Nevertheless, from personal stories we’ve heard, it’s clear that there is still a stigma, or at least a feeling of being stigmatized, attached to seeking mental healthcare. Can you offer any insight into where this stigma comes from and what we can do to continue to reduce its influence?
When I explore the difficulty in saying “what you feel” with a client, the most common answers come from childhood patterns — the family, the church, and school. Old patterns are hard to “unlearn”….so the behaviors carry on through each generation.
Most of us want to be liked and loved and approved of, so discussing flaws and mistakes and shameful past behavior and decisions feel far, far too risky. I have clients who come because a friend or colleague has SHARED they have been in therapy! We need permission! We need to feel like our peers… and it’s risky to see if we might not measure up.
Watch the new documentary on the PBS program “Won’t You Be My Neighbor” to see what needs to happen in childhood to move us in a healthier direction.
If some of our readers are sitting at home right now worried that their thoughts and feelings might not be quite normal — that they may have (or maybe developing) depression or anxiety — what advice would you give them?
A good start is to grab a notebook and write, write, write what you feel! Doing so can help identify “thought distortions.”
We all, sometimes often, take a difficult situation or feeling and make it worse through thoughts that are basically lies — like “this is terrible, it’s awful, it will never be better, and I can’t stand it”. More realistic is: “it’s hard, challenging, I’m not sure what to do, and I will see if I can figure something out.” [This shift in thinking is] NOT so easy to do at first. But giving it a try can be a starting point.
ALSO, do some reading. Check my blogs for my suggestions. TRY, as hard as it feels, to talk to someone you trust about what you feel. If that doesn’t work, call a “helpline” in your community.
The key: don’t let the thoughts and feelings stay stuck in your mind and your heart.
This may overlap a little with your answer to our question about mental health stigmatization, depending on your answers, but what do you think the most damaging misconception about mental health and mental healthcare is?
Perhaps the simplest answer is the belief that “nothing works.” That “I’m too damaged.” And that is simply not true.
Another of my books: WHAT’S WRONG WITH ME? MAYBE NOT THAT MUCH! was written simply because I see how easy it is to feel you can’t be helped — that you are broken. While I know it can be challenging to find the best resources, they are available in most communities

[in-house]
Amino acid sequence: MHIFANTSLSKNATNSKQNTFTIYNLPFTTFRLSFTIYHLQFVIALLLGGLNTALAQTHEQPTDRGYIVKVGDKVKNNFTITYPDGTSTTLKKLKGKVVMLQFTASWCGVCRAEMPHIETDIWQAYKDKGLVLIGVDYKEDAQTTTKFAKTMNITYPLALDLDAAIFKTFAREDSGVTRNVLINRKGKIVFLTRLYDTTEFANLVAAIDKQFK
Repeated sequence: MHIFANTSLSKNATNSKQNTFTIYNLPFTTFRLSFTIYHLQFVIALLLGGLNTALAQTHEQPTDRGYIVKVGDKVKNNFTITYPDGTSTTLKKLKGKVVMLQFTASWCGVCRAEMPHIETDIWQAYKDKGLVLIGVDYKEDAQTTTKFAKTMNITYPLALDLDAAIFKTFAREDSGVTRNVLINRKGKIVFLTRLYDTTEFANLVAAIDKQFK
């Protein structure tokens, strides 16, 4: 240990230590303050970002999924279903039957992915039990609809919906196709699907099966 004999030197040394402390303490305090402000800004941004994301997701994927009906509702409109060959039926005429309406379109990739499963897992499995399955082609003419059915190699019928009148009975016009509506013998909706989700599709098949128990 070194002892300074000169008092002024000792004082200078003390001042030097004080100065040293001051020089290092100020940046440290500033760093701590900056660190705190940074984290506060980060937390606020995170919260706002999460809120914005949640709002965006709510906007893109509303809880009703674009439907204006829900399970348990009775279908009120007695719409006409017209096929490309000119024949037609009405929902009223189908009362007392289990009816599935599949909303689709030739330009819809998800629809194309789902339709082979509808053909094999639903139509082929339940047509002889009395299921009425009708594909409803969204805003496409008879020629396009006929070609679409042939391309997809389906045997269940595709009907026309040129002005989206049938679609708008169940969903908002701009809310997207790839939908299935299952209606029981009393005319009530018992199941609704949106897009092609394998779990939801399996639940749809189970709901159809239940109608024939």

What about stress? Are their misconceptions about stress and feeling stressed that you wish you could erase from the public consciousness?
Yes! That STRESS is not NORMAL.
Stress IS normal.
When we don’t recognize stress or try to ignore stress symptoms/signals, they typically escalate to DISS-stress… and that’s what is heading into more serious territory.
Just pay attention. Listen to your body. Learn when you need to act, to do something to quiet your body, your mind.
And meditation is one of the best ways to learn what your body, your mind, is trying to tell you.
If you could get everyone in the world to make a single healthy lifestyle change, what would it be and why?
This is always a toss-up between meditation and exercise, but here, I’ll go with meditation. Imagine the impact of increasing numbers of people everywhere putting that kind of calm, positive, focused energy into the world!
What impact would you like to have on the world?
To help people to genuinely talk with one another: to [help them] learn conflict management, talk across differences, want to make a difference in the well-being of ALL (thus eliminat[ing] poverty and discrimination). And to provide quality education and mental health services to everyone.
What is one question you’ve never had the opportunity to answer in an interview that you’ve always wanted to?
Question: Is there an area of your work in psychology you wish you had the opportunity to pursue more?
Answer: YES. I would like to do more media work. I once hosted a radio talk show, and I would still like to find a regular way to continue that work because it reached/educated so many people. And, I’d like to finish the novel I’m working on (whenever I can)!